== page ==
It's a safe suggestion to keep at least two months of mortgage payments in savings for repairs and maintenance. Besides your monthly mortgage, you may need to pay for condo or homeowners' association fees. You may also need to pay for lawn care and maintenance, utilities, cable, phone, homeowners' insurance, just to name a few."

Elysia Stobbe, money and mortgage expert

Time to Shop for a Home

Now that you've done the hard work, you can finally start shopping for a home…which can also be hard work.

But with the proper preparation completed, you'll be able to stay focused and within your budget.

Tip: Learn how to determine the right home purchase price in our article "How Much House Can I Afford?"

Your lender will have provided you with a letter detailing the maximum amount you can borrow, the terms and the program you qualify for. program.

For example, if you are pre-approved for a $200,000 loan with FHA financing for 30 years, that's exactly what the letter will state.

Some sellers allow government-backed financing, such as FHA or VA loans, while others prefer to avoid them. You should just be upfront about your loan right to help prevent issues arising further down the road.

The amount on the pre-approval letter does NOT dictate your purchase price - that varies depending on how much you can put down.

Add the amount you will use for the down payment to the pre-approval loan amount to come up with the maximum you can bid on a house. (To be clear, you don't necessarily want to pay the maximum. The amount you can afford depends on you and the price you believe is fair for a particular house.)

When you consider how much you will offer on a house, remember to factor in your closing and moving costs as well. You don't want to spend all of your savings on the down payment just to buy a more expensive home.

Typically closing costs are between 2 and 5 percent of the purchase price of the home. If you buy a $150,000 home, that means you may pay between $3,000 and $7,500 in closing costs.

You may be able to roll those costs into the loan amount, depending on your lender and the type of loan.

In calculating your monthly expenses, be sure to include estimated utilities and HOA costs, too.

Your pre-approval should state the down payment percentage the lender approved. For example, if you qualified for FHA financing, you need a minimum down payment of 3.5%.

If you qualify for conventional financing, you will be expected to put down more (if it's less than 20%, you'll also need to pay private mortgage insurance or PMI). This affects your monthly payment and debt ratio, so proceed carefully.

Tip: In order to qualify for the low 3.5% down payment on an FHA loan, your credit score must be at least 580.

If your credit score falls between 500-579, you may qualify, but with a 10% down payment. All FHA loans charge annual mortgage insurance no matter how much you borrow. This insurance lasts for the term of the loan.

Conventional loans allow down payments as low as 5% for borrowers with good credit. Any down payment less than 20% requires PMI. The difference here is you can get rid of it once you owe less than 80% of the value of your home.

Using your pre-approval as a guide, you and your realtor can shop within your budget to help you find a home.

You can use several methods:

  • Browse real estate websites offering MLS listings and For Sale by Owner properties
  • Work with a realtor who can alert you of listings within your budget and desired area
  • Attend open houses to get a feel for the type of houses that are available in your price range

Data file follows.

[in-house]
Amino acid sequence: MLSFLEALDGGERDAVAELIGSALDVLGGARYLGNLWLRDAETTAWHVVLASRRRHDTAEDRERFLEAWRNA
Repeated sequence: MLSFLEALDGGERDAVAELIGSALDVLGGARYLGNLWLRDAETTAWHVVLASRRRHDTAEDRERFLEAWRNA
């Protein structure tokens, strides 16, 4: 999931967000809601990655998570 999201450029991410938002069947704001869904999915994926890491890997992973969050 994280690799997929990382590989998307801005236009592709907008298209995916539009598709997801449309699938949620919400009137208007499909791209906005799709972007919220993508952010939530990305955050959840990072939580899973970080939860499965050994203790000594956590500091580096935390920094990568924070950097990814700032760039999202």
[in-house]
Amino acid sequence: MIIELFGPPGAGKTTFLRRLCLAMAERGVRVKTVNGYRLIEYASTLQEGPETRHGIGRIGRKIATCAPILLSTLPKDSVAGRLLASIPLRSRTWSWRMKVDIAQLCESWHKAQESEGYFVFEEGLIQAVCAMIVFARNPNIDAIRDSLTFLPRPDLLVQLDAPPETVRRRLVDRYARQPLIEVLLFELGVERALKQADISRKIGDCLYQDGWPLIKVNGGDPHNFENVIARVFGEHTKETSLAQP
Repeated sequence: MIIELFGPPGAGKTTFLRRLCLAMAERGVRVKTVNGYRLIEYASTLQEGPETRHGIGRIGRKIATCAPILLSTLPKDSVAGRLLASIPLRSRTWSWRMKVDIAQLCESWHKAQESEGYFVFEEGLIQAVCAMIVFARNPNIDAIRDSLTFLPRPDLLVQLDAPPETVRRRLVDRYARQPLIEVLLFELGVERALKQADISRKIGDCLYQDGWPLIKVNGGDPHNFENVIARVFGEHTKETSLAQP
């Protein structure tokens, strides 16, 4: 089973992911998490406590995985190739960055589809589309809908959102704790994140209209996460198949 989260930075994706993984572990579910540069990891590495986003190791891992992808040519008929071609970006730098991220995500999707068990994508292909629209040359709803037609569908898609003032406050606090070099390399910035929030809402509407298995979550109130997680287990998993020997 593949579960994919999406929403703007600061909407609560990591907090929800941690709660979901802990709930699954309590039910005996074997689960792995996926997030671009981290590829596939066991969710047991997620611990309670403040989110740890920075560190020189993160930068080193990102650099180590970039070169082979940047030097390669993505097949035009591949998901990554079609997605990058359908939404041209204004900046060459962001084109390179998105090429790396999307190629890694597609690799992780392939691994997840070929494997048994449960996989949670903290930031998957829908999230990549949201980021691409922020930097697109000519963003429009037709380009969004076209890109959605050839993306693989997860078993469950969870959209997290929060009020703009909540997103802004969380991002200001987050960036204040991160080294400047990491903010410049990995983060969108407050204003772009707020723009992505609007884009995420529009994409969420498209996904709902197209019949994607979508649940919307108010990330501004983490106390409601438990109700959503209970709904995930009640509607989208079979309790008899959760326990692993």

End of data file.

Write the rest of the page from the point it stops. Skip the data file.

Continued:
It's wise to make a list BEFORE you start looking. Separate important home features into "must have's" and just "nice to have's". You should also decide which factors are absolute deal breakers.

Tip: Don't fall in love with the first home you tour. Take your time when shopping and make sure to compare different properties, their costs and conditions. You'd be surprised how much your feelings will change the more you shop around.

Keeping this list in mind (or even in hand) will help you remain objective. Remember: it's easy to get caught up in the emotion of buying a house. But that emotion can make overlook a problem that you'd otherwise consider a deal breaker.

Placing An Offer

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Once you find a home you love, it's time to place an offer. We suggest using a realtor and/or attorney for this step.

You'll need to have the offer written up in contract form. Realtors do this for you as part of their service.

A basic purchase contract will include the following:

  • Property information including the address and legal description
  • Agreed upon purchase price
  • Agreed upon down payment and/or earnest money
  • Agreed upon closing date
  • Description of items staying in the home
  • Necessary disclosures pertaining to lead paint
  • Warranty information

Earnest money can vary from a flat amount to 1 percent of the purchase price. It is paid to the realtor prior to presenting the written offer and is included in that offer. Earnest money must be deposited in an escrow account within three days.

In some states, the remaining down payment is held in an escrow fund by an attorney who serves as the closing agent. With any escrow account, a check must be deposited within three days of being presented.

You may also want to include appropriate contingencies in your contract. A few of the most common contingencies for first-time homebuyers include:

  • Inspection contingency: This gives you time to pay for an inspection of the property. A home inspection is performed by a licensed home inspector and is usually paid for by the buyer.

    Tip: You should also consider if you need a termite inspection along with a general inspection. Including these contingencies in your contract protects your interests.

    Home inspections can give you more detailed information about the condition of the property and systems. Once informed of any issues, you can determine if you still want to purchase the home.

    If not, you can typically back up WITHOUT losing money (assuming it's before the expiration of the contingency.)

    Some attorneys also view the home inspection contingency as an opportunity to negotiate more givebacks from the seller.